• November 27, 2016

Business Case Study Opinion: Two-Thirds of the Fastest-Growing Companies Fail

 

It was an amazing weekend for me and my friends who were very interested in understanding the basic and fundamental reasons top companies, that have been tagged ‘fastest growing companies’ fail. I had earlier written a report on Nokia and this short write up spurred interests from top entrepreneurs and professionals. I decided to look at 10 more companies, looked in-depth at why these fast growing brands collapsed in the middle of the journey. As a leading consulting firm that is interested in working with emerging companies, we realize that hundreds, maybe thousands, of aspiring entrepreneurs will show up at the end of the year, maybe at Lagos startup pitch event in of funding for their startups. Some will succeed and go on to create fast-growing, promising companies.

An interesting research conducted by Kauffman Foundation: a follow-up study on companies five to eight years after they had appeared on the magazine’s list of the 5,000 fastest-growing companies. The outcome of the research was startling. About two-thirds of the companies that made the list had shrunk in size, gone out of business, or been disadvantageously sold. Why? Because they failed to make it through the fourth and final stage of enterprise maturity, where a company finally becomes self-sustaining.

Therefore, the framework of this opinion will consider the different stages of enterprise maturity and look at them in details:

The first and arguably the most important stage of venture creation is the first stage. In stage one, new companies find customers for their idea and test their product in real value exchange. In stage two, these startups optimize performance and quality delivery. They work on the operations because they need to keep the customers coming. They reiterate the entire value process and develop better products. The outcome of this second stage phenomenon is getting leads and more customers. Interestingly, all of the 5000 companies are past stage two since, without basic processes in place, they would have been unable to sustain the high growth rates required to make the list.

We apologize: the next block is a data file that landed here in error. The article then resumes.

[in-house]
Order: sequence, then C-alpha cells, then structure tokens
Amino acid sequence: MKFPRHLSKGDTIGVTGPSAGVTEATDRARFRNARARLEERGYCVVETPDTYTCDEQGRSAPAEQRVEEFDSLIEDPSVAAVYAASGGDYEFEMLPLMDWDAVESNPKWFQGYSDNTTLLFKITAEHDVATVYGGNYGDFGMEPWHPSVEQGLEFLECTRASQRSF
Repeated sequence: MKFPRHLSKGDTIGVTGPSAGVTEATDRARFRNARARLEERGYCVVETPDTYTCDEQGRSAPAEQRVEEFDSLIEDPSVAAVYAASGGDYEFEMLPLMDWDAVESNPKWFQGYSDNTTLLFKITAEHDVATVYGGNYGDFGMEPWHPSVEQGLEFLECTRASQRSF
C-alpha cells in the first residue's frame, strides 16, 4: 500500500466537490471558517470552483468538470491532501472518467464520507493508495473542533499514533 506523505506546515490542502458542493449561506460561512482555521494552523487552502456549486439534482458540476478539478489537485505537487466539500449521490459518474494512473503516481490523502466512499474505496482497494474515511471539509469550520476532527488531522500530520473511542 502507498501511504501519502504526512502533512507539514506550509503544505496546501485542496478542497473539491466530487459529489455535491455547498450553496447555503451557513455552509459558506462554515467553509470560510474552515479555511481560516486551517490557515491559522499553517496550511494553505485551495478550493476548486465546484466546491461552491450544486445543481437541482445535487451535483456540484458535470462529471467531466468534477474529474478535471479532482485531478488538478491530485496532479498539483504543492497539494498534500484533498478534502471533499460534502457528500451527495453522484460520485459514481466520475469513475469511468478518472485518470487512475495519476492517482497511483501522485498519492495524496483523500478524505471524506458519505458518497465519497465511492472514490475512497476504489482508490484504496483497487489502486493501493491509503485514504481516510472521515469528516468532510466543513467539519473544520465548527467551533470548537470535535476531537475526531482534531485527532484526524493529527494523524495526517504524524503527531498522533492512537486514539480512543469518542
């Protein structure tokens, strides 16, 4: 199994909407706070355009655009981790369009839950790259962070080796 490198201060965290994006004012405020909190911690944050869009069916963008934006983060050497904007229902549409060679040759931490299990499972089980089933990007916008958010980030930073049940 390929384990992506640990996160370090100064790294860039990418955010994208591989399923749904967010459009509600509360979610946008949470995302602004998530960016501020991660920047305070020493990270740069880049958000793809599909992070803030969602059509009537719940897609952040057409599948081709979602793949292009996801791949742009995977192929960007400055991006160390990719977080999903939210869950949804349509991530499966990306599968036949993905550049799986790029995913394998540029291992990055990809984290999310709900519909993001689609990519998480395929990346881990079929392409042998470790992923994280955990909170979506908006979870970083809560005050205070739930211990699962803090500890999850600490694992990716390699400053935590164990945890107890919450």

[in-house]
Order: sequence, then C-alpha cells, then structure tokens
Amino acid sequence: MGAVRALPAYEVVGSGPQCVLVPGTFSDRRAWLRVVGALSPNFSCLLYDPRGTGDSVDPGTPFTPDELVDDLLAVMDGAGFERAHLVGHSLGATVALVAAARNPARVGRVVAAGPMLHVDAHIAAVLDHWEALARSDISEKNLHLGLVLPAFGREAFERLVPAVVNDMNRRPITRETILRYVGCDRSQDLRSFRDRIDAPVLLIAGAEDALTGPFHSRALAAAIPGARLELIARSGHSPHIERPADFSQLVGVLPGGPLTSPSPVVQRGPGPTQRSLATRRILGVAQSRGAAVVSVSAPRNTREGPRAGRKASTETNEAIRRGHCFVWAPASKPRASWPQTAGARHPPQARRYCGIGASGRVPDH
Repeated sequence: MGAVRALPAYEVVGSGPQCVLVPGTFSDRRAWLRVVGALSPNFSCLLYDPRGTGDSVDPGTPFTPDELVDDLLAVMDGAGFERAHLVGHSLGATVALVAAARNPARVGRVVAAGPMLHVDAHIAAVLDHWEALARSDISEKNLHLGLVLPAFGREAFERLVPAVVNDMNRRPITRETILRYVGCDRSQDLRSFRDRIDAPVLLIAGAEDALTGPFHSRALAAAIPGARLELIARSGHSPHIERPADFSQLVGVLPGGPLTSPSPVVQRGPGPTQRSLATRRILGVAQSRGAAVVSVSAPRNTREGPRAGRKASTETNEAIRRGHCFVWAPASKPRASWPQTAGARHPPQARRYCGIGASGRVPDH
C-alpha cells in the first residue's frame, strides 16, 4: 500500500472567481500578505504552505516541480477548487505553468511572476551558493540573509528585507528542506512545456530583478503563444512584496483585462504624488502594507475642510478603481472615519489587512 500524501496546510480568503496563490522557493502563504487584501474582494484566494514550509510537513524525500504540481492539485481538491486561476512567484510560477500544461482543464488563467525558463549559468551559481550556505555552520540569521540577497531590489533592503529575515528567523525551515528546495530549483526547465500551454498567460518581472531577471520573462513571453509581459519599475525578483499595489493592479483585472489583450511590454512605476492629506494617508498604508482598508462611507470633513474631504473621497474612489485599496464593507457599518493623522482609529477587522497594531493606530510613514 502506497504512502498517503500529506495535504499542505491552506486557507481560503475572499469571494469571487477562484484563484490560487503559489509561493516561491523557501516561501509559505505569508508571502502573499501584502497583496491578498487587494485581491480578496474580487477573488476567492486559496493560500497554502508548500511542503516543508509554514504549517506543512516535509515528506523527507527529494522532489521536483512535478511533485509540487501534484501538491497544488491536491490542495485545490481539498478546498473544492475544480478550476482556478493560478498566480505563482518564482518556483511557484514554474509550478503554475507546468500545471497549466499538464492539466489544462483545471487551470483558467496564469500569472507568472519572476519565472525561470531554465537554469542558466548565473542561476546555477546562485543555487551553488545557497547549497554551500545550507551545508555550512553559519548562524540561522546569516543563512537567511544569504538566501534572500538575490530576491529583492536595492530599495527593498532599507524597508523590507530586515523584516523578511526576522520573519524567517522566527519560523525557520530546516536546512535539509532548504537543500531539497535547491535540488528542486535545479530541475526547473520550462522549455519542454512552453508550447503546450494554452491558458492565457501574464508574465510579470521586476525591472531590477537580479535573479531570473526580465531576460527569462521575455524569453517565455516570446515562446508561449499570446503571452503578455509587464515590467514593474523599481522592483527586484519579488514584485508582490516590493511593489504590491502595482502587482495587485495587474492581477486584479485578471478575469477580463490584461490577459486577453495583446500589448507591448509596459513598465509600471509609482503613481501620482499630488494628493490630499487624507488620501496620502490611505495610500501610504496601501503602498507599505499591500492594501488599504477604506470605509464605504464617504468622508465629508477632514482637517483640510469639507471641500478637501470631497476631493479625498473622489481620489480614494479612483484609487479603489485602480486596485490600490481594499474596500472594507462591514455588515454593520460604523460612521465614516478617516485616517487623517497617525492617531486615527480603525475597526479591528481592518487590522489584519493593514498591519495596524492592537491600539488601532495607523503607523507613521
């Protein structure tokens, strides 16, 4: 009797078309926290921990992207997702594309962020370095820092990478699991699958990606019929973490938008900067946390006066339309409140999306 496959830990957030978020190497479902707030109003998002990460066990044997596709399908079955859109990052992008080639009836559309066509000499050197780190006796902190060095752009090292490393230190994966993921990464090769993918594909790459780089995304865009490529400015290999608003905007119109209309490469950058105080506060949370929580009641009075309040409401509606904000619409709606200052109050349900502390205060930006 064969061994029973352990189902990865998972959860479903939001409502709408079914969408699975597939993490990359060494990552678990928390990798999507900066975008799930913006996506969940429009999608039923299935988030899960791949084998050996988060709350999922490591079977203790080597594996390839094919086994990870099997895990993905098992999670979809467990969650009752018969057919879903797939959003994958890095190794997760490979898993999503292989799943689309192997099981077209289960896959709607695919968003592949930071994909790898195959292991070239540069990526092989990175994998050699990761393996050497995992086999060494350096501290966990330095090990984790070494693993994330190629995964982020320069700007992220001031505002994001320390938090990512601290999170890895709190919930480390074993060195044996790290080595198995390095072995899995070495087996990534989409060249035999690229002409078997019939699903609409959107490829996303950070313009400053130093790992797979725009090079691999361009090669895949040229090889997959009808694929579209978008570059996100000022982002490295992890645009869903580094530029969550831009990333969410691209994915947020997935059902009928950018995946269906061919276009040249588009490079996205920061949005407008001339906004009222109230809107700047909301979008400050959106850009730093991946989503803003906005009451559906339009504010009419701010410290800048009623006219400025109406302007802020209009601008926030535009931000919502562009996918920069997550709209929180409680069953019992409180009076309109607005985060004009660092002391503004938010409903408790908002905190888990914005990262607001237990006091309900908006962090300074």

While, businesses are without challenges and tough times, and stage 3 is where the dark moments appear. New challenges come in. At the stage, the challenge of financial viability becomes important and to become financially successful, companies begin to build more sophisticated processes and talented human resources. At this stage, the companies can no longer depend upon the special talents of any one person. Hurray, passing this stage takes most companies to the most exciting stage where there is a need to create processes for developing entirely new products for new customers. This is the stage where keeping up with old products stay consistent with the cash flow and the need to lead the industry to arise. Without processes in place to continuously reinvent itself, a company is on a slow trajectory to irrelevance and failure.

The outcome of our research showed that leaders of our fastest-growing companies make one or more of these mistakes:

  1. They remain focused on the day-to-day execution of some aspect of running the company
  2. The falsely assume that financial viability is the end of the journey
  3. They create an R&D unit and it focuses only on incremental improvement to existing processes and products- what we often call incremental innovation.
  4. They drive their innovative talents away by only acquiring innovative companies.

And often, the next thought is ‘how can one avoid making these mistakes. This management or leadership can best be avoided by consciously creating a system and culture which focus on innovation, disruption, and efficiency.

But lets us think of a company that solely relies on the efficiency of business processes to achieve the fleeting emotional highs that come with rapid growth. There seems to be a huge risk and distraction associated with coming up with innovative products. When there is a culture of efficiency and growth, it’s tough to have a system that promotes disruptive innovation. Long-term survival and prosperity require a leader who can also craft a culture that rewards equally those who bring efficiency and those who innovate. Such leaders are rare and that is why so many companies see their growth evaporate and decline. Forewarned is forearmed.

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